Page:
One thing that many modern adaptations miss, but this one understands acutely, is that the tale of Hansel and Gretel was a product of the Late Middle Ages, where famines and the child abandonment that resulted were common. Why venture into the Witch's house, when it permeates danger? Because it's the least nightmarish place these children have yet encountered.

Sophia Lillis's performance snuck up on me. She has such a flat affect as Gretel that I spent a good chunk of the movie thinking her performance was uncharacteristically wooden. Only as the movie reached its climax did I understand what I was seeing.

Alice Krige is also really good as both menace and mentor.

Some of the shot compositions, especially when the children are lost in the woods, feels straight out of a nightmare -- beautiful and terrible at once.
 
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HawksFord

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Maurice
Wagon Master (1950) - I love this John Ford western so much, but this was our first time watching the Warner Archive release that came out last year. It's a beautifully structured and filmed story about a wagon train headed west and a gang of killers on the run. There are no big name stars but a host of great character actors. There are so many great scenes here: the sudden violence of the opening, shots of the wagon train in motion, an encounter with the Navajo, the depravity of the Clegg family. The commentary track has Peter Bogdanovich and Harry Carey Jr. along with clips from a 1966 interview with John Ford, and I found it deepened my appreciation for a film I already love. I'm very happy I picked up this blu-ray.
 

bujaki

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The Story of Dr. Wassell (TCM) 1944. De Mille's contribution to the war effort and, as such, an atypical product. No sex, no religion. Some muted battle scenes were thrown in, but this is mostly the story of a doctor who makes a heroic stab at saving his wounded men from being captured by the Japanese invading forces in Java. The Dutch come out as important allies. It's slow moving and earnest, but it does have many good actors. The print shown is not restored but has good color. I hadn't seen this rare De Mille since '71-'72.
Knife of Ice (Severin BD) 1972. The fourth and last collaboration between Lenzi and Carroll Baker. She plays a traumatized mute character who's terrorized (or is she?). She carries it off very well and stays clothed during the film. Atmospheric and suspenseful with a twist at the end. Fine transfer.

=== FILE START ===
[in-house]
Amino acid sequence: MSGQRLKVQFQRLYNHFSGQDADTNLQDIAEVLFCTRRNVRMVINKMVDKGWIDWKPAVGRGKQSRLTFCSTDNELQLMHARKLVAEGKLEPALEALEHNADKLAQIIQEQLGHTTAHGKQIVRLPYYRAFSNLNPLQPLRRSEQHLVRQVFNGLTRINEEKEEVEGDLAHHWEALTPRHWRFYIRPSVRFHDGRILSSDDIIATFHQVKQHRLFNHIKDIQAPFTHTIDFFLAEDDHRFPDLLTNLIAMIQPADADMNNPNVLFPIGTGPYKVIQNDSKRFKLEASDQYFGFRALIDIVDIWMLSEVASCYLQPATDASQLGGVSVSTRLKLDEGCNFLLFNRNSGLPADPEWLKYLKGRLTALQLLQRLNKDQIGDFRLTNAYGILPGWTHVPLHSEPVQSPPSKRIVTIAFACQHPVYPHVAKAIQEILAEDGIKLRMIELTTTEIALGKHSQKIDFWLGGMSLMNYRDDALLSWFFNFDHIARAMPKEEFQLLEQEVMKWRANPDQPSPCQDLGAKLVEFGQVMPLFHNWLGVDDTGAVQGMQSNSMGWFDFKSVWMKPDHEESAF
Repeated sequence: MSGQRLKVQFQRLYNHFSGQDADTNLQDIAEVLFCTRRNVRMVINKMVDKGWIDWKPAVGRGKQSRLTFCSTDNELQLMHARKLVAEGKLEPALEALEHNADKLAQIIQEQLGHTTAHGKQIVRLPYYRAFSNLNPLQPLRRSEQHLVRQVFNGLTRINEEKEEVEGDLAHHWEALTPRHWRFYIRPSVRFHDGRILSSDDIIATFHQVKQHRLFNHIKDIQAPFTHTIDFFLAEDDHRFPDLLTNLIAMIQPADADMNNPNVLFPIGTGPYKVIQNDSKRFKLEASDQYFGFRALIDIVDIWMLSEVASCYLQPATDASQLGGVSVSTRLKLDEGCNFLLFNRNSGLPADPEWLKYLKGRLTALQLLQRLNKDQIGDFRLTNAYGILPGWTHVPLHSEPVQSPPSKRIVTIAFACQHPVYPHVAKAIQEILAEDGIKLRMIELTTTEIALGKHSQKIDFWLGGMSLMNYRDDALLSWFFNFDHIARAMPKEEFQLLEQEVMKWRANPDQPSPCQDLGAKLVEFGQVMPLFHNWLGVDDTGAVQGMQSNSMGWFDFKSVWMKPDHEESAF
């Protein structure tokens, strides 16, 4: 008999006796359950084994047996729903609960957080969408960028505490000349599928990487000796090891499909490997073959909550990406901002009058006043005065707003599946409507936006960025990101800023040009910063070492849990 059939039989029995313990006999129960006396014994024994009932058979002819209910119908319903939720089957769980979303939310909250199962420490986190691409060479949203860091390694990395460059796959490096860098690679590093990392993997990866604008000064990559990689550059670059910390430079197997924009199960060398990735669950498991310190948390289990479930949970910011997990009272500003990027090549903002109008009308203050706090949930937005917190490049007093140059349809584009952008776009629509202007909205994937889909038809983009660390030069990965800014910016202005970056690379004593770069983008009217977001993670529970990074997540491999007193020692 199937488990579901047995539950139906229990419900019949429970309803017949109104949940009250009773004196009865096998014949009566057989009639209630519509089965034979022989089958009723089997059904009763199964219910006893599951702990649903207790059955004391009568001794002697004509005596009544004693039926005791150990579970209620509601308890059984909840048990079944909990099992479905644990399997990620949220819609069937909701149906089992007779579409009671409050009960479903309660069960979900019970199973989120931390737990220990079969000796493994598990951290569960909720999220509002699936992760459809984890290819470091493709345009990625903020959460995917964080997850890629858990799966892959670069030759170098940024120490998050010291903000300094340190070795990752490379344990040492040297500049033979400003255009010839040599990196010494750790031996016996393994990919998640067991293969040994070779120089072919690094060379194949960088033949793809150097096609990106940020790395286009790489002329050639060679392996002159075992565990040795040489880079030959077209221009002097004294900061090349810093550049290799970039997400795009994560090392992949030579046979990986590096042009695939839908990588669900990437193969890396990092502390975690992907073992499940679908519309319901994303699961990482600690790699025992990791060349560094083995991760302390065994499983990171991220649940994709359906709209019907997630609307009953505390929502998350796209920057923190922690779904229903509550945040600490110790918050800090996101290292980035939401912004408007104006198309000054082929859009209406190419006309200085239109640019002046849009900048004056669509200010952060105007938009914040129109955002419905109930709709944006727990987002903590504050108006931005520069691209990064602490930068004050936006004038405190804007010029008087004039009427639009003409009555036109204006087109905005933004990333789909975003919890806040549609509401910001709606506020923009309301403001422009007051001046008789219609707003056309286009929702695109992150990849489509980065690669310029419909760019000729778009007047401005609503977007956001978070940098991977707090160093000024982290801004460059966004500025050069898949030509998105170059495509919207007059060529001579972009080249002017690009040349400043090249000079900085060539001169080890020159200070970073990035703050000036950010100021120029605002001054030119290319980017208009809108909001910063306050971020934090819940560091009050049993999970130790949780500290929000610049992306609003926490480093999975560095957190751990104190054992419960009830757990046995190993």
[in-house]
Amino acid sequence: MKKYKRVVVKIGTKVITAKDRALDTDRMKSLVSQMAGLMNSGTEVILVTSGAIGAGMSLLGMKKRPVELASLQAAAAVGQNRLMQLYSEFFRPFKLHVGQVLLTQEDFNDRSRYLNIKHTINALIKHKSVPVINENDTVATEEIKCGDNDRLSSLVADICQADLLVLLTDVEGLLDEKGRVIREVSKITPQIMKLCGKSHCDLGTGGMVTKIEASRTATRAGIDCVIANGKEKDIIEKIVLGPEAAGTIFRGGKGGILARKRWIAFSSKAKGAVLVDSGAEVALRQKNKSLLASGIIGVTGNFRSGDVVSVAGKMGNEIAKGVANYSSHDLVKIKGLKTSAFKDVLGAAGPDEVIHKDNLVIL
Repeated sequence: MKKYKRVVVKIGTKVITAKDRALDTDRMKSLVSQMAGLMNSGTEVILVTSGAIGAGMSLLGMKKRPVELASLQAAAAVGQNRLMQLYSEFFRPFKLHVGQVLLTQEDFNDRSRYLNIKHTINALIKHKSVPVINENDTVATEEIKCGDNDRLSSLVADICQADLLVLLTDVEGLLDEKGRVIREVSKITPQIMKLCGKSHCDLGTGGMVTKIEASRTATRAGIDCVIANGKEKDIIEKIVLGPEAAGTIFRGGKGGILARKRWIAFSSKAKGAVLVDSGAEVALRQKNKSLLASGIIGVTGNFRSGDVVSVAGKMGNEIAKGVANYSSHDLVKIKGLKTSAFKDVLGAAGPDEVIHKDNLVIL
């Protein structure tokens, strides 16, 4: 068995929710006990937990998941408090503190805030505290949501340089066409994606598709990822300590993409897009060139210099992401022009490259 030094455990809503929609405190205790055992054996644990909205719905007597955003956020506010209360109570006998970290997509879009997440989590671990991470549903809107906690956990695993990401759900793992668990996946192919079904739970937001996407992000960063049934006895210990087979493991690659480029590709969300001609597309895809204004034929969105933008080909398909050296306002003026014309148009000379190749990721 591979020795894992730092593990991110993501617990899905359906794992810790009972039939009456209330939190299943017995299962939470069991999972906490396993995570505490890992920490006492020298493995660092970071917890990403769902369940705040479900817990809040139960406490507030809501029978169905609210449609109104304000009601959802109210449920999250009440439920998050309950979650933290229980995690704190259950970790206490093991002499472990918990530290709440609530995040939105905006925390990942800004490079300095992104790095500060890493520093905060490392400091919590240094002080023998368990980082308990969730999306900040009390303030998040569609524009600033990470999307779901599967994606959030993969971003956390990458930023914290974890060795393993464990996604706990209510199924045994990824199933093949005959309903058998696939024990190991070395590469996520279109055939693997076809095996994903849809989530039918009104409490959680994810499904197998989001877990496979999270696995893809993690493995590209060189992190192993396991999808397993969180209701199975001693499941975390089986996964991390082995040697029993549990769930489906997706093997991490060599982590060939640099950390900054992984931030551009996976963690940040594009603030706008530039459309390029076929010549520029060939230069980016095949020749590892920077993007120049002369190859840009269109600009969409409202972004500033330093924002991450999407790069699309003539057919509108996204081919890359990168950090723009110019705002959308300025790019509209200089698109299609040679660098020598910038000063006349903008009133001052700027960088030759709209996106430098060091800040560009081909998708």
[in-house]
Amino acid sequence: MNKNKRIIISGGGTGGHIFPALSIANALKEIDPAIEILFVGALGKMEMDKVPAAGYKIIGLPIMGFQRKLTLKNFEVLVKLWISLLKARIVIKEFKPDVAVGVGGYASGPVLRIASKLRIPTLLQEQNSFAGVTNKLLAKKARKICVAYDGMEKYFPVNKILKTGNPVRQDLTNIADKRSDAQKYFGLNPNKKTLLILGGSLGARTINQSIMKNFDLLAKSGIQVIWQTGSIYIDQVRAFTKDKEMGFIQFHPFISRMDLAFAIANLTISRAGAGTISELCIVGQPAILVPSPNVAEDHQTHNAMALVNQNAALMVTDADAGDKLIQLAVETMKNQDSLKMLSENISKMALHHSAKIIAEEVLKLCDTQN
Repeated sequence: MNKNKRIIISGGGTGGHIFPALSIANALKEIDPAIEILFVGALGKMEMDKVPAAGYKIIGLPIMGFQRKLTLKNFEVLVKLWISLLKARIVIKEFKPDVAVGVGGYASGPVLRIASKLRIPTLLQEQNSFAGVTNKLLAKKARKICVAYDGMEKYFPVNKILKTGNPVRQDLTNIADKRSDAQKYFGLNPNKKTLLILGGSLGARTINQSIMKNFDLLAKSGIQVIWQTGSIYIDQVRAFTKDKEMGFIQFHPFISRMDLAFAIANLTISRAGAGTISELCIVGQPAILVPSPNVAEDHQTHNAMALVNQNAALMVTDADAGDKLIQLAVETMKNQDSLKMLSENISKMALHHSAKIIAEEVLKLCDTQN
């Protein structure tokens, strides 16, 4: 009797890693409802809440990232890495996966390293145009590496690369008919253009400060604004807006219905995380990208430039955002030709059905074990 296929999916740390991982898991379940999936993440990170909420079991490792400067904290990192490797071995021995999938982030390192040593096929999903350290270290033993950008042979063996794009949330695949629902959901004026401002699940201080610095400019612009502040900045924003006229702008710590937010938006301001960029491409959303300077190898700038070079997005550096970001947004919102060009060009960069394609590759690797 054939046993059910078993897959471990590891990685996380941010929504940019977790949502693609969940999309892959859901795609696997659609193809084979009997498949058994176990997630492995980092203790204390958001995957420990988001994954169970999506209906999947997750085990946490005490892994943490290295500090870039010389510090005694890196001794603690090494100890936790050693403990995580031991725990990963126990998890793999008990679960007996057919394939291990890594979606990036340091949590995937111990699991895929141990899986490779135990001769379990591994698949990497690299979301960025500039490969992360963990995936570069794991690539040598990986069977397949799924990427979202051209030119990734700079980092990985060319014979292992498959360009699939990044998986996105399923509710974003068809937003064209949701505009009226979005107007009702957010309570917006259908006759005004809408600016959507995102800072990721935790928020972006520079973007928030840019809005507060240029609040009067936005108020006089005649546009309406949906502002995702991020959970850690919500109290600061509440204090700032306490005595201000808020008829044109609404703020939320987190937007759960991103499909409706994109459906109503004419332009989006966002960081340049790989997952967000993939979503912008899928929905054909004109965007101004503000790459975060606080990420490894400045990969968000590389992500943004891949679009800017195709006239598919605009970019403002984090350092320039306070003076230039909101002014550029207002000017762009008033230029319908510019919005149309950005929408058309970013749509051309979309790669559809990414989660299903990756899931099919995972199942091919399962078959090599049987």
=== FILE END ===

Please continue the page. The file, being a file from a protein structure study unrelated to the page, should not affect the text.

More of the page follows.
Alfred Hitchcock Presents (Peacock) 1955. Season One, First 2 episodes.
 
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Robert Crawford

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The Story of Dr. Wassell (TCM) 1944. De Mille's contribution to the war effort and, as such, an atypical product. No sex, no religion. Some muted battle scenes were thrown in, but this is mostly the story of a doctor who makes a heroic stab at saving his wounded men from being captured by the Japanese invading forces in Java. The Dutch come out as important allies. It's slow moving and earnest, but it does have many good actors. The print shown is not restored but has good color. I hadn't seen this rare De Mille since '71-'72.
Yeah, I watched this today too. It looks like the same transfer I recorded off of TCM, some years ago. A solid movie.
 

Adam Lenhardt

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Jurassic World
Originally Released: 06/12/2015
Watched: 09/11/2020
4K UHD digital streaming on Apple TV app via Roku Ultra

Jurassic World (2015) iTunes Cover


On the plus side:
  • After the slimmed down and streamlined third movie, it was nice to see the scope and ambition return for this reboot/sequel. It feels like a really big movie in the same way both of the Spielberg films did.
  • The nature of the first movie's story meant that we never actually got to see John Hammond's dream realized. Here we not only see the park up and running, but actually a few years in when all of the kinks have been worked out. And Jurassic World is to Jurassic Park what Disney World is to Disneyland; the scale is just so much bigger. The movie spends a lot of time on the logistics and mechanisms for how you have a park serving thousands or even tens of thousands of people at a time on a remote island in the middle of the Pacific Ocean, and I found that stuff fascinating.
  • After a bit role as Dr. Wu in the original film, this movie gives BD Wong and the character more interesting notes to play. Henry Wu in this film feels a lot more like Doctor Moreau. He didn't have any qualms about creating a custom dinosaur to his employers' specifications, because in his view everything he'd done had been a custom creation. Even during the John Hammond era, when the goal was to resurrect the dinosaurs as closely as possible, there was quite a bit of DNA from modern day animals to fill in the gaps. It also provides a nice explanation for why the dinosaurs don't line up with all of the new information that has been gathered since the first movie came out; the foreign DNA explains the differences.